What Hillary said was that she had believed Bill's denial about Monica Lewinsky until he admitted the truth. This is widely claimed, without proof, to be impossible, or at best proof she was delusional. But where is the real difficulty in believing this? There is obviously no doubt that Bill had a history of cheating. Like all philanderers, he tried to hide the truth from his wife, but she certainly found out about at least some of it. But these incidents took place before Clinton became a serious presidential candidate. It seems clear that Clinton changed his habits after, or perhaps well before, the Flowers story came out. Presumably that was discussed between the Clintons. For all the jokes and stories, there is no good reason to believe that Clinton had any dalliances in the White House other than Lewinsky - certainly Starr's and Jones's lawyers were trying hard to find one and came up empty. (Kathleen Willey, the only other alleged case, is an unreliable witness.) So when the Lewinsky allegations first came out, Hillary knew that Bill had a long history of such activity, but had every reason to believe that he had changed. And she also knew that both he and herself had been targeted with an endless stream of false allegations for 6 years. In that context, her believing Bill about Monica was entirely reasonable.
Tony Blankley gives what can be considered the quintessential rightist critique:
Miss Hillary's new book surely will make it on The New York Times' best seller list. The only suspense left is whether it will be placed on the fiction or non-fiction list. This decision will be an early test of the NYT's new commitment to truth. (They could regain all their lost credibility in one bound, if they went with the fiction list.) ...Whether Miss Hillary is a natural born liar or whether she learned it at the foot of the master, may be an interesting topic for a Ph.D. thesis someday. But, clearly, not only do she and her husband not have a reputation for truthfulness, they don't seem to have the capacity for it. I haven't actually read her book yet (I may spend money like water, but I have my limits). However, from various publicly available quotes out of the book it is obvious that she has not veered anywhere near the truth.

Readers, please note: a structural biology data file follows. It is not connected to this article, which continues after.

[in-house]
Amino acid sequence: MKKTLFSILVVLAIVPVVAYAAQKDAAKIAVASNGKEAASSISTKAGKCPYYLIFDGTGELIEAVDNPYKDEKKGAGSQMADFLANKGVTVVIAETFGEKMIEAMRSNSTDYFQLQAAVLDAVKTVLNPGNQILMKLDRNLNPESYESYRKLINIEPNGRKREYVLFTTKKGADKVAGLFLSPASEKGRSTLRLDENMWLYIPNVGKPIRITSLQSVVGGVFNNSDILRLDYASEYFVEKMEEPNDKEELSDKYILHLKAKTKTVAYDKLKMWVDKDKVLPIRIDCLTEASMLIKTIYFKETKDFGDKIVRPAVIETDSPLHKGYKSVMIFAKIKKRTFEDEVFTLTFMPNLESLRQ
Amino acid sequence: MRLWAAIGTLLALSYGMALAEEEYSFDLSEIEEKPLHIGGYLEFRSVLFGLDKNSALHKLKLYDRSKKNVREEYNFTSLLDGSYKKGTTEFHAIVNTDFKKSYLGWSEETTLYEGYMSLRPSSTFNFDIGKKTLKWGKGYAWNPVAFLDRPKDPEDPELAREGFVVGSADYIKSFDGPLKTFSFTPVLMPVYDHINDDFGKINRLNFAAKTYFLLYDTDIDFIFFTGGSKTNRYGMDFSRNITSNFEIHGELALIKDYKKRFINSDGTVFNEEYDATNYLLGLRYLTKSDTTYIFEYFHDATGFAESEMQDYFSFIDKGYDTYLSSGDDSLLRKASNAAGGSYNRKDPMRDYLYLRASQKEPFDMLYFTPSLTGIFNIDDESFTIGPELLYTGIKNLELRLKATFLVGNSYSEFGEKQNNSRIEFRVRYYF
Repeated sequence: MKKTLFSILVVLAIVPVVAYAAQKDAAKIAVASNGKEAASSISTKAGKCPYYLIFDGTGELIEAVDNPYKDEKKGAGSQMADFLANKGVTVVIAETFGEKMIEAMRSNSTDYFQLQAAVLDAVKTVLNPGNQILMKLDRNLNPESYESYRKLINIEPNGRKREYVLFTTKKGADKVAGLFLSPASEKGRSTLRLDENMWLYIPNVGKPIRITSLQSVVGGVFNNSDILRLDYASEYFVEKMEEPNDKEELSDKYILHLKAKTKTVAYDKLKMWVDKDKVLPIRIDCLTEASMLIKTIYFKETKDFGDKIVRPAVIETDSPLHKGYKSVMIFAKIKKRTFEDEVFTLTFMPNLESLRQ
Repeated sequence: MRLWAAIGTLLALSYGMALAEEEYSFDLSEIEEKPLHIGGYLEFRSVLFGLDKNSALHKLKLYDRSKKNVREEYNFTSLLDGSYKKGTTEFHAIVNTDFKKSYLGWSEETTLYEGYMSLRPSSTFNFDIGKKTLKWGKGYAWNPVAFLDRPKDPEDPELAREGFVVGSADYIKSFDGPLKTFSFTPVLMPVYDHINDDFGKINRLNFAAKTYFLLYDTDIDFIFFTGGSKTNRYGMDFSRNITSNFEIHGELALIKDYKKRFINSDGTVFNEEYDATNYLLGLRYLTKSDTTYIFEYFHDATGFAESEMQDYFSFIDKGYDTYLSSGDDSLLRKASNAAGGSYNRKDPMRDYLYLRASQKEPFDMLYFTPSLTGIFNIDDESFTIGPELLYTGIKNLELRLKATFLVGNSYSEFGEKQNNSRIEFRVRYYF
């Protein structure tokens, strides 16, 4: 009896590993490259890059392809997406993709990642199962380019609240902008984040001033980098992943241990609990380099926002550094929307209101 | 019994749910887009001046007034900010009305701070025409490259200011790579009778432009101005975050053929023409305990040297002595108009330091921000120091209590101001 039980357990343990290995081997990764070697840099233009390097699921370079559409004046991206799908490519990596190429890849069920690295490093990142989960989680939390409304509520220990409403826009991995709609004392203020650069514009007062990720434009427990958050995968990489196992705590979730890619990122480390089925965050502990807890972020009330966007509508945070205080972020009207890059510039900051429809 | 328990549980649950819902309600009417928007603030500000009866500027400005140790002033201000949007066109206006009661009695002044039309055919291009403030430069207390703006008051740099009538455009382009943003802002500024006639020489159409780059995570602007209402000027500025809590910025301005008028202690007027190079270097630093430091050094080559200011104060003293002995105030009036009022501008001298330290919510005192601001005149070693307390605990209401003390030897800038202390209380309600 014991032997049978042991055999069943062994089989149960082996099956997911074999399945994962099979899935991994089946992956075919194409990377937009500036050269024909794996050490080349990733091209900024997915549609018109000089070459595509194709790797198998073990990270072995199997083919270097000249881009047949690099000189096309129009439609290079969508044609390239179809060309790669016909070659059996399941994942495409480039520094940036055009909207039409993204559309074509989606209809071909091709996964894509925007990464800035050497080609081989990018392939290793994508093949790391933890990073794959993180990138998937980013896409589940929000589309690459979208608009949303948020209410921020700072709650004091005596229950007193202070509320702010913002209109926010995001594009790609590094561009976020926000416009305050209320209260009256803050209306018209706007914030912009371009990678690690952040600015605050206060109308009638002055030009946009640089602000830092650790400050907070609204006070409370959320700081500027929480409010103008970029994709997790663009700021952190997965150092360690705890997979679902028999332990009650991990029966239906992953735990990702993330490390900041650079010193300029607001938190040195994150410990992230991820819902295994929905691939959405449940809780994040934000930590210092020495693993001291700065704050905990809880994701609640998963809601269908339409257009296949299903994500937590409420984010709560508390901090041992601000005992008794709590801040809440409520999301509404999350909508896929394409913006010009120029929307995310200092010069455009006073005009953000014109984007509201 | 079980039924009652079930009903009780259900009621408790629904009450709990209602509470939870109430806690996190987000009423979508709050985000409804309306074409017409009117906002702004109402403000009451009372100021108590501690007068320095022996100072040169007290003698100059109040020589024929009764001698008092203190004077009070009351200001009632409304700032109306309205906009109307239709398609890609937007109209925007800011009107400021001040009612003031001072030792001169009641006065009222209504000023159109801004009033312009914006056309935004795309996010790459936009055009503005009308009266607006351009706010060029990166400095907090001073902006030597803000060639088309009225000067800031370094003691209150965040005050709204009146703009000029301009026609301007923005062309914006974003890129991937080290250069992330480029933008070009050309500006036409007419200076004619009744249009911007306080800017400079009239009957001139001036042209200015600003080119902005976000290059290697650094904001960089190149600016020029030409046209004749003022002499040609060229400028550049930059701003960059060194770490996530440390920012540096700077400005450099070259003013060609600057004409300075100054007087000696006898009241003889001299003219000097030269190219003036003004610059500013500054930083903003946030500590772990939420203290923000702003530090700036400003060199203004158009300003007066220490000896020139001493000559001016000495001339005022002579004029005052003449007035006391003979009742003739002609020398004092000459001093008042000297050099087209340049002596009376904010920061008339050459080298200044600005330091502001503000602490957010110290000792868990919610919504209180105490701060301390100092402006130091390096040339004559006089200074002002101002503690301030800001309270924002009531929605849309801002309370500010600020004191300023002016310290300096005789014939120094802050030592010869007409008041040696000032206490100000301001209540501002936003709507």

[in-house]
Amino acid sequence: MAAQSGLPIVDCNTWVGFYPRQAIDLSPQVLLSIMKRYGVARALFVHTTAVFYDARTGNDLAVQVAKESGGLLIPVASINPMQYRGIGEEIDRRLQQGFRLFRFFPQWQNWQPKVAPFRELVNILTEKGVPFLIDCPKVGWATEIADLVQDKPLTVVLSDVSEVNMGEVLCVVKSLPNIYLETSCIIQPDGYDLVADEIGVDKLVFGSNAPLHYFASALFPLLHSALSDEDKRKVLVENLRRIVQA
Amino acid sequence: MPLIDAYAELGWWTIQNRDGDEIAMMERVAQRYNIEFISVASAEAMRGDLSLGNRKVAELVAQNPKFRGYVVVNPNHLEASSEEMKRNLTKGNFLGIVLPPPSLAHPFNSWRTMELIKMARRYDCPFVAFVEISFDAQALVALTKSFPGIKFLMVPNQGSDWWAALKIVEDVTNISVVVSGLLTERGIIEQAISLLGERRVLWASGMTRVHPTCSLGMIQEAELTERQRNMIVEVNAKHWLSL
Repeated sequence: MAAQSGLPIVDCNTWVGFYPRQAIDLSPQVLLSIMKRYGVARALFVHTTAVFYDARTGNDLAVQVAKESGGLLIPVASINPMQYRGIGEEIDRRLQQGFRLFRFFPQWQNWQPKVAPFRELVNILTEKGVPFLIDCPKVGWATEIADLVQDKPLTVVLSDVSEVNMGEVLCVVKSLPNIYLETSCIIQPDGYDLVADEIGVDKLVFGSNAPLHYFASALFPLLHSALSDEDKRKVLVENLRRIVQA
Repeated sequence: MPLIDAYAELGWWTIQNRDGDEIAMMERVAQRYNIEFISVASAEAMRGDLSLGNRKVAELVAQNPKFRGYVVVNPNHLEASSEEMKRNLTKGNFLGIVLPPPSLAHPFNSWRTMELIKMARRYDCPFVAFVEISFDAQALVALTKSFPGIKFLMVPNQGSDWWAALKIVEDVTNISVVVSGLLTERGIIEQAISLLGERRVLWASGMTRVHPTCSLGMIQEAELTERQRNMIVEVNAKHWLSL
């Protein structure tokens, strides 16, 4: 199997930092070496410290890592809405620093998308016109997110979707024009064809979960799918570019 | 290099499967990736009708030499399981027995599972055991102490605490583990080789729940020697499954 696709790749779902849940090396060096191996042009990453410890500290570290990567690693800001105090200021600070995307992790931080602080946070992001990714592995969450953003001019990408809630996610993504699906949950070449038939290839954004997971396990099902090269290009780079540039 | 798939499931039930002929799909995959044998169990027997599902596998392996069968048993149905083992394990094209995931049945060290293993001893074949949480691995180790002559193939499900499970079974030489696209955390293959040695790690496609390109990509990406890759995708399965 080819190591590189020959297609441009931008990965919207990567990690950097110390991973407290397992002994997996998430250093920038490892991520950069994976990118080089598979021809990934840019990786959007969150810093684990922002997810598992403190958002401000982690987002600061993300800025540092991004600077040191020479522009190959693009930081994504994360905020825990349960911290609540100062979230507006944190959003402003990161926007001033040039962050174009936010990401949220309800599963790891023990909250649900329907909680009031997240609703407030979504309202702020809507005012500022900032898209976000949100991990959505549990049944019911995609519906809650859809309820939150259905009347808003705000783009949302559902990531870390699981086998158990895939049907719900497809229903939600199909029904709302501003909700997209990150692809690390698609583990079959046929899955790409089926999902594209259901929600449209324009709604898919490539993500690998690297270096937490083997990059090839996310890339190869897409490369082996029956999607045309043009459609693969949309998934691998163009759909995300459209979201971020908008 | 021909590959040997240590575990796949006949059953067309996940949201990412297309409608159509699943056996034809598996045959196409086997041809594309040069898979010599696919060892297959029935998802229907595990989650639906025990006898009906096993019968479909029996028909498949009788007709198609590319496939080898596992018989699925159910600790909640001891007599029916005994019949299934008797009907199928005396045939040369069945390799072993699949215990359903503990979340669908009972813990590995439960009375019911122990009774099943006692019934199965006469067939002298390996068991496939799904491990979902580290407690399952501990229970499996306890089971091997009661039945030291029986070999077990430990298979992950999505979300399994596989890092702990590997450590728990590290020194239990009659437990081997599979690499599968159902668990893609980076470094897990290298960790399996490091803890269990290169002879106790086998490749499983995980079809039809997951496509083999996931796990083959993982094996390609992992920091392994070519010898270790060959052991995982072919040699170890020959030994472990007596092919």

Blankley hasn't actually read the book, doesn't know what's in it, but he is certain that it is all lies from beginning to end. That he can't actually offer up any evidence of a single lie is irrelevant. It's Hillary Clinton; that she is lying is less a political claim than a metaphysical/religious axiom. (Over at NRO, Ramesh Ponnuru and David Frum engage in the same exercise of proof by assertion.) Who needs the evidence of times and places when you have the evidence of things unseen? Indeed, after Blankley is finished analyzing a book he has never read, he goes on to give a demonstration of his ability to read the minds of both Bill and Hillary:
For instance, in the Barbara Walters free media publicity event, Miss Hillary seemed to boldly differ with her husband on the matter of amending the Constitution to permit a third presidential term. For 24 hours cable news shows were clucking about her stepping out on her own and breaking with her husband -- the only human on the planet in the last half century who has mentioned changing the 22nd Amendment to provide for a third presidential term. First of all, Mr. Bill didn't say it as a serious matter (he knows it is a political impossibility), but because he needed a publicity fix. And Miss Hillary didn't publicly disagree with him because she disagreed with him -- but because she wanted to be seen to be publicly disagreeing with him. She thinks it's good for her hideous image. And, after all, this is the rare issue that no voters or Democratic party interests care about. It's a freebie.
Clearly, Mr Blankley has rare psychic gifts. Maybe the Pentagon should ask him where Saddam hid all those WMDs.